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 “ In China, entrepreneurs have found a new, productive way to dispose of food scraps: feeding it to cockroaches… more”

The Roach Approach to Food Waste

August 2, 2019 | Annabel Williams

Food waste is one of the main environmental and economic problems facing countries around the world. Even with millions of people starving globally, humans still manage to waste close to a third of the world’s food production each year. That’s roughly 1.3 billion tons of food worth $990 billion dollars. In 2017, it was reported that only 1 percent of China’s food waste was properly processed and the rest was buried in landfills or incinerated, leading to pollution and other environmental concerns. Although food waste is a tremendous, unnecessary exhaustion of financial and environmental resources, it still doesn’t stop the average American from wasting nearly a pound each day.

In China, entrepreneurs have found a new, productive way to dispose of food scraps: feeding it to cockroaches. To most people, the idea of having a farm filled with billions of cockroaches that eat your leftovers may be a little unsettling. In China, however, some people are warming up to the idea as more and more cockroach breeding facilities are opening across the country. One major use of these cockroaches is for medicinal purposes, for both pharmaceutical and traditional preparations. For example, a woman in Xichang breeds them, dries and crushes them to make an effective “healing potion.” Other farms produce cockroaches for livestock feed, mainly pigs, an idea started by Li Yanrong. The first cockroach-food processing facility, Shandong Qiaobin Agriculture Technology Ltd., was opened in Jinan, East China by Li Yanrong in 2012. Since then, the few kilograms of cockroaches Li initially started with has grown into 300 tons. Li’s warehouse receives a delivery of food waste gathered from restaurants around Jinan each morning. The plastic and glass are sorted out of the food before it gets churned into mush that is fed to the cockroaches. Each day, they consume 60 tons of food waste. In the future, Li aims to have 4,000 tons of roaches able to devour 200 tons of kitchen food waste each day, just from one city and surrounding regions. With Shandong Qiaobin opening 3 more facilities this year and other people opening their own facilities like Li’s all over the country, China is providing a great example of replicating and scaling innovative solution for sustainability. Can the rest of the world get behind roach farms? If so, the future of food waste management could be in the hands, or rather stomachs of cockroaches.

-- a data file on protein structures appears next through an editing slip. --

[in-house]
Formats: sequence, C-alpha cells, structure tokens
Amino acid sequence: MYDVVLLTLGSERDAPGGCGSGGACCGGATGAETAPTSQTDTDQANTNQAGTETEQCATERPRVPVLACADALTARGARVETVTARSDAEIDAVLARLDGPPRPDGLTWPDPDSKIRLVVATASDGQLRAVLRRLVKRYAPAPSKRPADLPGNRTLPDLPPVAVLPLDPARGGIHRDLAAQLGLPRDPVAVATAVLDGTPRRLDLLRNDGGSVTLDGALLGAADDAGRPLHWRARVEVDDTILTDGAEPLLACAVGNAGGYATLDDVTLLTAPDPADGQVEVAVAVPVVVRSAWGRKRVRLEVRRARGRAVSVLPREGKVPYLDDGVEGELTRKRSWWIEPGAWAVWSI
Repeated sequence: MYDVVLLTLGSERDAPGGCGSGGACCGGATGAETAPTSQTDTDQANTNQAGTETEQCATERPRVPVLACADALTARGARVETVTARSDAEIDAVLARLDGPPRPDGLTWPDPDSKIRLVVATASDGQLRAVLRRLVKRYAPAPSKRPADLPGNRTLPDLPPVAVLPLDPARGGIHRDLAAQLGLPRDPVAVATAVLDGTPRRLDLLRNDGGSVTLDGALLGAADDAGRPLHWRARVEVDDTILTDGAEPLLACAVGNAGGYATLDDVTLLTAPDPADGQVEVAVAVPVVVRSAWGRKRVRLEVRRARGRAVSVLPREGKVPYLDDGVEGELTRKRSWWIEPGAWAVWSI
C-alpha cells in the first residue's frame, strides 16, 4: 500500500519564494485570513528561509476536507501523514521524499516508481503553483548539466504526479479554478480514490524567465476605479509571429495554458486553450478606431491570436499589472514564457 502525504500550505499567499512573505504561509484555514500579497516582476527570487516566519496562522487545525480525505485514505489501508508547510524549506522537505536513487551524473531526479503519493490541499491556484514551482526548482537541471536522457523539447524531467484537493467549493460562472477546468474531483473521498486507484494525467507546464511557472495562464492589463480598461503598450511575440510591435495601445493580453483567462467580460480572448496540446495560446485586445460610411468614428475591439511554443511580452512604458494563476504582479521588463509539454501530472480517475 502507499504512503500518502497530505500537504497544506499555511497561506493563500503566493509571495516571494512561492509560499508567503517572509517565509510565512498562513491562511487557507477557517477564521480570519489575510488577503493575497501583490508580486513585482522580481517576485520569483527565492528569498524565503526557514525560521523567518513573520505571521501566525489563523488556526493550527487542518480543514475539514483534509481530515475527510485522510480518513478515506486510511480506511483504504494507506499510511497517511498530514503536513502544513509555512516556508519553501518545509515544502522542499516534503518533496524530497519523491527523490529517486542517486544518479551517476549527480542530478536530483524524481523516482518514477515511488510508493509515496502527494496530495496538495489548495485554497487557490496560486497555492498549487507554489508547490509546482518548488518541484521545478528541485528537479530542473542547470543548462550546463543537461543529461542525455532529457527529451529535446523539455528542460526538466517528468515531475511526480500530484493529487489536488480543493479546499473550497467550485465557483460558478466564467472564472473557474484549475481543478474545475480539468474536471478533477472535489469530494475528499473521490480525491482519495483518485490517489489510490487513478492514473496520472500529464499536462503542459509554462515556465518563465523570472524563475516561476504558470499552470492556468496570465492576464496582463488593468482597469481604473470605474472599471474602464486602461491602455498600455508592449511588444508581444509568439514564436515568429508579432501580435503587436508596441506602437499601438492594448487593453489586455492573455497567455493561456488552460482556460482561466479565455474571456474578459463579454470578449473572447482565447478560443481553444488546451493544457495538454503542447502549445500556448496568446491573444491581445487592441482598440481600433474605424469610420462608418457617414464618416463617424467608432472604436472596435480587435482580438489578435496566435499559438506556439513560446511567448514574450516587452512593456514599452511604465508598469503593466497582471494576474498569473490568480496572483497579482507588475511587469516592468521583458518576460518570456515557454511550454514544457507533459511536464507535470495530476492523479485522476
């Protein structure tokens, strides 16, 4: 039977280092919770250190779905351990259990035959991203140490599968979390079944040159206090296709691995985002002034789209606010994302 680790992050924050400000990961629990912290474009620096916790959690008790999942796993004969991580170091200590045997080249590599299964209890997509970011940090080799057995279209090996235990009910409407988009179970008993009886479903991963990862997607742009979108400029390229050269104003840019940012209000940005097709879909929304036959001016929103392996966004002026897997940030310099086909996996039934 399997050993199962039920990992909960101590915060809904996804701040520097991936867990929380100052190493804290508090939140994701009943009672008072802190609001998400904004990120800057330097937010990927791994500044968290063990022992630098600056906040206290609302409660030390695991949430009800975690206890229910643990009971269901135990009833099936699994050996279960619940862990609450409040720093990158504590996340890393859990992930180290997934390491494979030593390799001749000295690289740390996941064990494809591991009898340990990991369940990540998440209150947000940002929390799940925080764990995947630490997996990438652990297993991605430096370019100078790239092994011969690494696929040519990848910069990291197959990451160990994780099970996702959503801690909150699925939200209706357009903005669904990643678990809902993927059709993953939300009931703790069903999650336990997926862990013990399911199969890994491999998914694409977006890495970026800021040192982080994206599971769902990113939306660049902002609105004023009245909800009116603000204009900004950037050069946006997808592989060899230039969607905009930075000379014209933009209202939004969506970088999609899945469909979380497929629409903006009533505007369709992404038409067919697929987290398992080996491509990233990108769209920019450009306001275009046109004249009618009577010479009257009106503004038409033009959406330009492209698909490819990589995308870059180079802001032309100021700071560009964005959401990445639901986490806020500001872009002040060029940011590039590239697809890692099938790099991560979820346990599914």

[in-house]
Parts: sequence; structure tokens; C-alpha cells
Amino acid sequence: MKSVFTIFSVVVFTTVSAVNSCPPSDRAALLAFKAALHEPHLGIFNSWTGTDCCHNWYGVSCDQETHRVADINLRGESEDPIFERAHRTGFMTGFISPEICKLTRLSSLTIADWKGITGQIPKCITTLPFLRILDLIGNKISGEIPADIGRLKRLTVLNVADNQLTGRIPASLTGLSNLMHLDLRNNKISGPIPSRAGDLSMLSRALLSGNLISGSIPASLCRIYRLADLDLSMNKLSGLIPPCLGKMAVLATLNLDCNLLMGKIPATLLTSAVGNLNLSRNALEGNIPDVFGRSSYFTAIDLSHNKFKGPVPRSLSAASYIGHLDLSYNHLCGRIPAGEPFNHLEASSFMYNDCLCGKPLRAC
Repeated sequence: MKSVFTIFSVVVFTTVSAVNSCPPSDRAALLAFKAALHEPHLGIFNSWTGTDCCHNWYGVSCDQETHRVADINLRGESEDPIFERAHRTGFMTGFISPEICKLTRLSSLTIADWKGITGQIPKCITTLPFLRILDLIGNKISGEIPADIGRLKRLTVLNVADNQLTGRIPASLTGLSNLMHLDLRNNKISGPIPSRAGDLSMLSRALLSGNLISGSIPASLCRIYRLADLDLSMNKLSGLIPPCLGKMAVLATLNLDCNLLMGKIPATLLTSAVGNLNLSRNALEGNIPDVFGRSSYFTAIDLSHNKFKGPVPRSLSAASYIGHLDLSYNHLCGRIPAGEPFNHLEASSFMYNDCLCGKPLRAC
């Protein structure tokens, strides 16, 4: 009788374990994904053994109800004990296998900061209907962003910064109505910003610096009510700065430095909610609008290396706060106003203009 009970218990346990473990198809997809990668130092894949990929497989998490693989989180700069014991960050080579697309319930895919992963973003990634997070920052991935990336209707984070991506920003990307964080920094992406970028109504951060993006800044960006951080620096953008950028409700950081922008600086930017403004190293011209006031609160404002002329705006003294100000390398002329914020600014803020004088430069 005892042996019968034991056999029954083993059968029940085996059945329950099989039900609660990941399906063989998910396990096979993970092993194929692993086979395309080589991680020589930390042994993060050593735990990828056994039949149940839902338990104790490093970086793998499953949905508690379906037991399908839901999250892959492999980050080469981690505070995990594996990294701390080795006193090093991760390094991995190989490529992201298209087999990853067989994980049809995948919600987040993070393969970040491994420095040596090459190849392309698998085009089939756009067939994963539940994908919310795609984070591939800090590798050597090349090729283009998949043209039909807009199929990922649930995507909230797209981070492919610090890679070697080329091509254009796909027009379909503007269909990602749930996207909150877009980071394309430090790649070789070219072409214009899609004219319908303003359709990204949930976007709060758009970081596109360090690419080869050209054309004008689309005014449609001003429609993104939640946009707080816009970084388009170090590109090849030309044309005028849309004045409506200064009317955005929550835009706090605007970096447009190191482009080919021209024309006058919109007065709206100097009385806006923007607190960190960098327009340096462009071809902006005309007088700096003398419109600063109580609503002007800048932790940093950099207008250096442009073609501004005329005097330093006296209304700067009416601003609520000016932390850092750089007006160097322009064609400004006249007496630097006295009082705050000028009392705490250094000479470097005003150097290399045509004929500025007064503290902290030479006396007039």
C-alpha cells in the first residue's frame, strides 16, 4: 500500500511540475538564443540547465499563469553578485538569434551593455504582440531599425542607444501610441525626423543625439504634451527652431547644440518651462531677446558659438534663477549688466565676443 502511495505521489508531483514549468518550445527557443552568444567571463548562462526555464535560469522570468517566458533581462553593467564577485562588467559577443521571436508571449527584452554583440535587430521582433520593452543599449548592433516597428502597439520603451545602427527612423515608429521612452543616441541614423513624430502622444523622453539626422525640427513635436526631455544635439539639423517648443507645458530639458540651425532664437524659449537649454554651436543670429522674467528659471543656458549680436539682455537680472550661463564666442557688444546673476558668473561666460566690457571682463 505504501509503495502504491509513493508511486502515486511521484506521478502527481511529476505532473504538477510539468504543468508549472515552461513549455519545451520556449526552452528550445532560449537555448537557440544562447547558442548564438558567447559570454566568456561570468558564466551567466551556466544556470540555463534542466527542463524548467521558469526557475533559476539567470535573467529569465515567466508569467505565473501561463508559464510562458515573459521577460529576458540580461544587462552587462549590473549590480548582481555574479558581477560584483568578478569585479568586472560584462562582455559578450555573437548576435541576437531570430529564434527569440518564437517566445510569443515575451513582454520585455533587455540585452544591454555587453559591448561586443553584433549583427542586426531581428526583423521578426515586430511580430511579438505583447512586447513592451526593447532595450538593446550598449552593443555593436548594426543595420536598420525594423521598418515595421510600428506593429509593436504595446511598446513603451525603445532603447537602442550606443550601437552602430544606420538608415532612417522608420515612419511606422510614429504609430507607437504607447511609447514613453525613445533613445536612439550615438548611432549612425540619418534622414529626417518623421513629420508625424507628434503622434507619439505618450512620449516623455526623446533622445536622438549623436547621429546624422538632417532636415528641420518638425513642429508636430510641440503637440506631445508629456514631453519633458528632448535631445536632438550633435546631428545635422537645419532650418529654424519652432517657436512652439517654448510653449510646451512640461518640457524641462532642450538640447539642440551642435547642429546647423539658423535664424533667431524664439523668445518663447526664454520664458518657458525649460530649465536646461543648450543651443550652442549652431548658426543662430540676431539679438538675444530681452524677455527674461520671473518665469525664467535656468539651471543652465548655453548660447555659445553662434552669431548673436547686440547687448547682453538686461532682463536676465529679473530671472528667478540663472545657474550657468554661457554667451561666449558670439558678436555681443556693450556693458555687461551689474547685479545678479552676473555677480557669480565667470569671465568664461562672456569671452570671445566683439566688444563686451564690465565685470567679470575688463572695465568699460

Food waste is one of the main environmental and economic problems facing countries around the world. Even with millions of people starving globally, humans still manage to waste close to a third of the world’s food production each year. That’s roughly 1.3 billion tons of food worth $990 billion dollars. In 2017, it was reported that only 1 percent of China’s food waste was properly processed and the rest was buried in landfills or incinerated, leading to pollution and other environmental concerns. Although food waste is a tremendous, unnecessary exhaustion of financial and environmental resources, it still doesn’t stop the average American from wasting nearly a pound each day.

In China, entrepreneurs have found a new, productive way to dispose of food scraps: feeding it to cockroaches. To most people, the idea of having a farm filled with billions of cockroaches that eat your leftovers may be a little unsettling. In China, however, some people are warming up to the idea as more and more cockroach breeding facilities are opening across the country. One major use of these cockroaches is for medicinal purposes, for both pharmaceutical and traditional preparations. For example, a woman in Xichang breeds them, dries and crushes them to make an effective “healing potion.” Other farms produce cockroaches for livestock feed, mainly pigs, an idea started by Li Yanrong. The first cockroach-food processing facility, Shandong Qiaobin Agriculture Technology Ltd., was opened in Jinan, East China by Li Yanrong in 2012. Since then, the few kilograms of cockroaches Li initially started with has grown into 300 tons. Li’s warehouse receives a delivery of food waste gathered from restaurants around Jinan each morning. The plastic and glass are sorted out of the food before it gets churned into mush that is fed to the cockroaches. Each day, they consume 60 tons of food waste. In the future, Li aims to have 4,000 tons of roaches able to devour 200 tons of kitchen food waste each day, just from one city and surrounding regions. With Shandong Qiaobin opening 3 more facilities this year and other people opening their own facilities like Li’s all over the country, China is providing a great example of replicating and scaling innovative solution for sustainability. Can the rest of the world get behind roach farms? If so, the future of food waste management could be in the hands, or rather stomachs of cockroaches.

Tags: Earth Optimism, Eco-Teen Action Network, Global Goals, Intergenerational, Sustainable Development Goals, Teens, Youth